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Pension Reforms and Gender Equality in Latin America
As most other components of social protection systems, pension schemes can have a substantial impact on gender equality. The way in which pension systems distribute rights, resources and risks can affect men and women differently and serve to mitigate, reproduce or amplify the gender inequalities emerging from the labour market, the distribution of work in the household, and so on. Pension systems can also favour some family arrangements over others and introduce incentives that consolidate specific gender roles. The types of benefit that a pension system provides, the mechanisms for the calculation of benefit levels and the eligibility conditions vary between countries with different effects on the gender distribution of old-age protection and the relative position of men and women vis-à-vis the pension system.
Latin American countries originally embraced the Bismarckian model of old-age protection with earnings-related contributory systems. Coverage in contributory systems depends on participation in the formal labour market, earning levels and family composition, and hence they tend to reproduce the labour market inequalities between men and women. Starting with Chile in the 1980s, a number of Latin American countries implemented structural pension reforms that fully or partially replaced these systems with fully funded schemes of individual accounts, in which benefits depend on individual pension savings. By strengthening the connection between lifetime contributions and benefits, the new pension schemes raised a new set of gender equality issues.
More recently, increasing concern about the capacity of women to build sufficient pension savings over their lifetimes to obtain adequate protection in old age has motivated a number of studies and policy innovations. Some Latin American countries have started to introduce gender-friendly elements in their pension systems to try to improve women’s access to social security. This paper evaluates the sources of gender inequality in old-age protection and the way in which recent pension reforms in Latin America have tried to compensate and overcome some of the gender biases in previous systems. It reviews the features of the labour market and of the pension system which can affect pension coverage and benefits for men and women. It also studies the gender equality implications of contributory systems and of individual pension accounts in Latin America. Three case studies are presented: first, the case of Chile, which is one of the first examples of a post-privatization reform; second, the case of Bolivia, which combines universal protection with a recently reformed social security system that covers a relatively small share of the labour force; and third, Argentina, where private individual accounts have recently been replaced by pay-as-you-go pensions, along with other innovations in pension coverage and benefit indexation.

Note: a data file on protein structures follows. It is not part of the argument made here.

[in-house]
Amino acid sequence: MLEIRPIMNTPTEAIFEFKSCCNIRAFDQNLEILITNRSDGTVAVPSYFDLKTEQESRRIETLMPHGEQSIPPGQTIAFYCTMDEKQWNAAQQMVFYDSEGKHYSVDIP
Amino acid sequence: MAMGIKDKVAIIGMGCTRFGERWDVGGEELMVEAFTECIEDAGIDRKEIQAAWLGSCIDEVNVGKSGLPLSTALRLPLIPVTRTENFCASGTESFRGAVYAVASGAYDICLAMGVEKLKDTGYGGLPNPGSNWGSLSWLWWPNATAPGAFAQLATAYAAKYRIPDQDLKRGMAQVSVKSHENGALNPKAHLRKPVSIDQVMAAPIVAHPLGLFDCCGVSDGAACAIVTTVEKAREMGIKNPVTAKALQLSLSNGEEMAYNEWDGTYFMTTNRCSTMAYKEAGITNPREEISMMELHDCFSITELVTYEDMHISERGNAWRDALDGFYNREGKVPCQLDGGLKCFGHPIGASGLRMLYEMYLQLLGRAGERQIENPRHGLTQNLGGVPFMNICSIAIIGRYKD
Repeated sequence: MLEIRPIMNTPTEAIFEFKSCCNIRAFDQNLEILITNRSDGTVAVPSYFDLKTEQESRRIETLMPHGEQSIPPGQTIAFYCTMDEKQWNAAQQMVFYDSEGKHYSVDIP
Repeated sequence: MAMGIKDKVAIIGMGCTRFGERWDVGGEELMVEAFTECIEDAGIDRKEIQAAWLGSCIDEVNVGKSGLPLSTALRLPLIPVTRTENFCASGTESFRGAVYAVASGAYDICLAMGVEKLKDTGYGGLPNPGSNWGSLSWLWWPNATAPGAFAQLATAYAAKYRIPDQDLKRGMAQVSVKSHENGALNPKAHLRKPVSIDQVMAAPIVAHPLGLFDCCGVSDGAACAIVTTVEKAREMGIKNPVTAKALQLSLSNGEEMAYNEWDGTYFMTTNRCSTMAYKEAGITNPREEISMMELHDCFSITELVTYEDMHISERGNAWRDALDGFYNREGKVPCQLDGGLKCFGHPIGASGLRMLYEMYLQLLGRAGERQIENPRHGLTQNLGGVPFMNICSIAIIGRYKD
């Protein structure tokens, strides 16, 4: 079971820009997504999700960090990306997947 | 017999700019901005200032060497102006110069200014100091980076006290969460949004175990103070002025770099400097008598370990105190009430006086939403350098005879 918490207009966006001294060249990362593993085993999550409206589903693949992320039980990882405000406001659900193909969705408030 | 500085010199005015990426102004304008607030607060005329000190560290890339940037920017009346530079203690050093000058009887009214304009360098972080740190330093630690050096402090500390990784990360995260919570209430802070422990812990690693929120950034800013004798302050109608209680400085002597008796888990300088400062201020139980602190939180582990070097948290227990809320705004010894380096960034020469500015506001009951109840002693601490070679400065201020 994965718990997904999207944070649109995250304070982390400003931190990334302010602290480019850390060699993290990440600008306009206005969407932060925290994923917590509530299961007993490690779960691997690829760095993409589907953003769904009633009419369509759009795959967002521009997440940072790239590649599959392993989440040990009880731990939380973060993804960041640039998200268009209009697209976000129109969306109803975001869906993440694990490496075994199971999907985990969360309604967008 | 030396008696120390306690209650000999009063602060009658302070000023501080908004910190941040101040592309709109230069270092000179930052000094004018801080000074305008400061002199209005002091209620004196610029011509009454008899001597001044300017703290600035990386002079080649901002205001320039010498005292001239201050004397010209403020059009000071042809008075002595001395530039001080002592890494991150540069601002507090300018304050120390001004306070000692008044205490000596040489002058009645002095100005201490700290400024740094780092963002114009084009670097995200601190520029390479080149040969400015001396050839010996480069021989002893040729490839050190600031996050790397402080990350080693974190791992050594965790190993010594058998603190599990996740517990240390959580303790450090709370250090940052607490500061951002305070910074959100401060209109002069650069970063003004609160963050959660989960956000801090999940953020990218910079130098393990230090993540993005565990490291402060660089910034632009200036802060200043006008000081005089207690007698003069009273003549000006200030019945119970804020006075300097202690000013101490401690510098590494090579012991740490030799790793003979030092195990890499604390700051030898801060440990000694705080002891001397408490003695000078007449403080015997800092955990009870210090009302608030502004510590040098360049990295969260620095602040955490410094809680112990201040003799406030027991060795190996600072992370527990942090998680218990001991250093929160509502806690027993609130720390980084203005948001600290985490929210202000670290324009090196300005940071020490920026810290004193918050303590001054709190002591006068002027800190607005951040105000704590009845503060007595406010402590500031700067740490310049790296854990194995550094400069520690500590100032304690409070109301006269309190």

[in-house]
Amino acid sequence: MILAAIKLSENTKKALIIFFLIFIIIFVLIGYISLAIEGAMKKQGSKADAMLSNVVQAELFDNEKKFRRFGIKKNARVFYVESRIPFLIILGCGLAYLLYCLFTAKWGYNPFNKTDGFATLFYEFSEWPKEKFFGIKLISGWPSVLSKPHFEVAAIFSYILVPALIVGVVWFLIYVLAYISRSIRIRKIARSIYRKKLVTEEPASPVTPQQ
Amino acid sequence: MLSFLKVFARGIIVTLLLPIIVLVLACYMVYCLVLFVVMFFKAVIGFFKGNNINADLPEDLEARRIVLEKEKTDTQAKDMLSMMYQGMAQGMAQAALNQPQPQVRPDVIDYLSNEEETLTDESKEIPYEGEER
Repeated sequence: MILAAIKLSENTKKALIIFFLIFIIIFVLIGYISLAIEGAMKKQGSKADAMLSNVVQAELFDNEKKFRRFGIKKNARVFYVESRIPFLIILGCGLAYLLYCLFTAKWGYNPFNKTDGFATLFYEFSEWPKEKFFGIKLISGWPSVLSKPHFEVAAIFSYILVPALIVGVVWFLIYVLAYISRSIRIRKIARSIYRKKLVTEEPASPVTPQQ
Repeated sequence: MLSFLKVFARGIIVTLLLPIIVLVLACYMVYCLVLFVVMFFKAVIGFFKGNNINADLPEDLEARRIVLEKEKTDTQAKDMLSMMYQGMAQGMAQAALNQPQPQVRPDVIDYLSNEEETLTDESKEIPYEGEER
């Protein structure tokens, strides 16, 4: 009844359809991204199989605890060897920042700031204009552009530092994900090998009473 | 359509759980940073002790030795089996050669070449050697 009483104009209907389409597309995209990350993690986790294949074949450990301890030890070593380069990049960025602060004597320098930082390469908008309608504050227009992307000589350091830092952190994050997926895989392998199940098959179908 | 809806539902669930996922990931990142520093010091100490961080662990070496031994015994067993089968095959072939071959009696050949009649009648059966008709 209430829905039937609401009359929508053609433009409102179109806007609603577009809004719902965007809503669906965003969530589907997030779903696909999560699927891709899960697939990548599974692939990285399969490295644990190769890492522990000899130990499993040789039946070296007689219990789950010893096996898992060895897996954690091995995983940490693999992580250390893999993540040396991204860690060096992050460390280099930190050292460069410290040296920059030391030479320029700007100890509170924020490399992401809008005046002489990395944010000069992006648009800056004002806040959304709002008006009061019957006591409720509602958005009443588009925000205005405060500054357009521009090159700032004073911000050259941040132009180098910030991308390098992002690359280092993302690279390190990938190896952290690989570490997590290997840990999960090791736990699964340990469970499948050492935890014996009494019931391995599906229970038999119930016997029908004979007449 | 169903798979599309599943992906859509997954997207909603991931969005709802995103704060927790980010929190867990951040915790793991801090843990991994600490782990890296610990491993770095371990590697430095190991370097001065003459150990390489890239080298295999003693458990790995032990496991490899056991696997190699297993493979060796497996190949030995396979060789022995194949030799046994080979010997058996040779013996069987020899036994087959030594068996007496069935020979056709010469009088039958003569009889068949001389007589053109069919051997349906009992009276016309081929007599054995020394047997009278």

The paper shows that recent pension reforms in the three countries studied have embraced some of these measures, and the gender equality issue is slowly being introduced in Latin American pension reform agendas. However, gender gaps are unlikely to disappear. Differences in pension rights and benefits between men and women may lessen if women enter the labour force in greater numbers, and gender gaps in the labour market diminish. Until this happens, pension systems need to keep redesigning the basis for allocation of rights and benefits to avoid, reduce and compensate the gender gaps that still exist.
Camila Arza is research fellow at the National Council of Scientific and Technical Research and the Latin American School of Social Sciences, Argentina.
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Pub. Date: 28 Mar 2012
Pub. Place: Geneva